Both Islam and Christianity agree that there was an original man and woman (english: Adam and Eve) who lived in a beautiful and rich place (aka Garden of Eden), free of sin and whatnot. However, the events that transpired there are significantly different between religions.  According to Christianity, there was a tree within the garden with fruit that would give you the knowledge of good and evil if you ate from it…and God told the original humans not to do so.  However, satan in the form of a snake approached Eve and tempted her into eating the fruit and bringing it back to her husband, Adam, to also eat.  For this reason they were expelled from the garden, and now all humans hold the burden of sin for all eternity (giving way to the necessity of salvation).  However, in Islam, the tree that was forbidden was the tree of immortality, and from that they should not eat (please note that God did not call this tree Immortal, it was Satan that used this term in order to tempt the humans).  Satan approached BOTH Adam and Eve together, and tempted them in equal measure. Although they were expelled from the garden for their transgressions, God (in his infinite compassion and mercy) forgave Adam and Eve of this sin, and all of humanity is not burdened with this original sin.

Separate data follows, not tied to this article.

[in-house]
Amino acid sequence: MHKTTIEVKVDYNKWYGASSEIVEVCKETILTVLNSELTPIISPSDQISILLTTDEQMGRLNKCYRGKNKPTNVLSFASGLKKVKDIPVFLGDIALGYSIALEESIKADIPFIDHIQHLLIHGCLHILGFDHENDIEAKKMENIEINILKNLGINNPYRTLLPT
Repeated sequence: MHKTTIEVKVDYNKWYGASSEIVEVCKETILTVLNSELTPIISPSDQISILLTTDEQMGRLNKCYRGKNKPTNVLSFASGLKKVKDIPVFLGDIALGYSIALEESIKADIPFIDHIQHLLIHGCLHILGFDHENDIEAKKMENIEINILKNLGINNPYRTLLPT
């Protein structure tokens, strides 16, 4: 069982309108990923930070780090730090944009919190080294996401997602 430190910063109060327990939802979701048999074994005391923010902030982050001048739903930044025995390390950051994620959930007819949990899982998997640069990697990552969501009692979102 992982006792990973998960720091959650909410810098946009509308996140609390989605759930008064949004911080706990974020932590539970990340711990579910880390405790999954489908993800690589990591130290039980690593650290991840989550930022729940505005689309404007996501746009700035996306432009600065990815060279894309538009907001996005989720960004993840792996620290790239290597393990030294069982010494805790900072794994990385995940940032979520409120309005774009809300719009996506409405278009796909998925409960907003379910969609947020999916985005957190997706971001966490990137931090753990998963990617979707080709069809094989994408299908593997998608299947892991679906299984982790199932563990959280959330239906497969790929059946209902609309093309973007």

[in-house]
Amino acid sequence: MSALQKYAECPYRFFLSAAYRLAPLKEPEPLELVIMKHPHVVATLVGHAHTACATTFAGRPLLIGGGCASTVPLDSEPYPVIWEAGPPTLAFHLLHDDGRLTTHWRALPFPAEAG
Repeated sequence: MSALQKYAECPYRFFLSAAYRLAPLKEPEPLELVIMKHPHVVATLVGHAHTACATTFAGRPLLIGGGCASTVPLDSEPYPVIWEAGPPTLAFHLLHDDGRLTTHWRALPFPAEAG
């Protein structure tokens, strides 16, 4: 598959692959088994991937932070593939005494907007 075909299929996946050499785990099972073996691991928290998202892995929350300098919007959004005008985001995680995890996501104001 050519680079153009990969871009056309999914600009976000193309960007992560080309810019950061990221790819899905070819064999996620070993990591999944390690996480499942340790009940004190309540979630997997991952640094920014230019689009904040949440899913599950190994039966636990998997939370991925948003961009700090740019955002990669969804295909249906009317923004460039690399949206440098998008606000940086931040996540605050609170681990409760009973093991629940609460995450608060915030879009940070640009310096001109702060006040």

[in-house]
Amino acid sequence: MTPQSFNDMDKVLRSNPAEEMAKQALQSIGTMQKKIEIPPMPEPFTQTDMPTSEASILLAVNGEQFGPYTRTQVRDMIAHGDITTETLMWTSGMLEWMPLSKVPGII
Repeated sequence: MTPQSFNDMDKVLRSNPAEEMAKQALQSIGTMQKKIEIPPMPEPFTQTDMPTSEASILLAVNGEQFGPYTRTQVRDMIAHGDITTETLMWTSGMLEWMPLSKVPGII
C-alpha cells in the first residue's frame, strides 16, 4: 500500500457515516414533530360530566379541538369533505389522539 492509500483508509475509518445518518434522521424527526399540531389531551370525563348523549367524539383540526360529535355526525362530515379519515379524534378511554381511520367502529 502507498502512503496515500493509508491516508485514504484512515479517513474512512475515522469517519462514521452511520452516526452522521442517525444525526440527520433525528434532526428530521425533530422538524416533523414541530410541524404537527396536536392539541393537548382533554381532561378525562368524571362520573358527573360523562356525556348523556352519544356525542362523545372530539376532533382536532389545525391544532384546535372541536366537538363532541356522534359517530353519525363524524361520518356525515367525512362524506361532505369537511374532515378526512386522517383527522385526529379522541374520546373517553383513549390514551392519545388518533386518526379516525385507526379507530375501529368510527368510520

3. The heart of man

Given what we just discussed, it is now clear why Christians believe that everyone is born with sin in their hearts.  Due to the original sin, all humans are born with an evil desire in their hearts- and it is only God’s grace that lets us overpower them.  In Islam, though, humans are not cursed with this original sin.  Mankind is not born with dark hearts, on the contrary, Muslims believe that everyone is born with the desire to do good, to be good, and to seek out God.  It is the sin that lurks in the world that can cause us to turn away…but it is not our nature.

4.  Sacrifice for sin

So, with this curse upon mankind, Christianity explains that Jesus was the ultimate sacrifice for this plague.  Without accepting his sacrifice, we are burdened with the price of sin- eternal death in hell.  Since Islam doesn’t adhere to the idea of original sin/ the curse of sin, there is no need for a blood sacrifice.  However, animal sacrifices may be performed as a show of piety and faith in Islam.  For instance, during Kurban Bayram (the sacrificing holiday), Muslims sacrifice an animal as a recollection of Abrahams willingness to sacrifice his own son at the command of God (but similar to both faiths, he did not).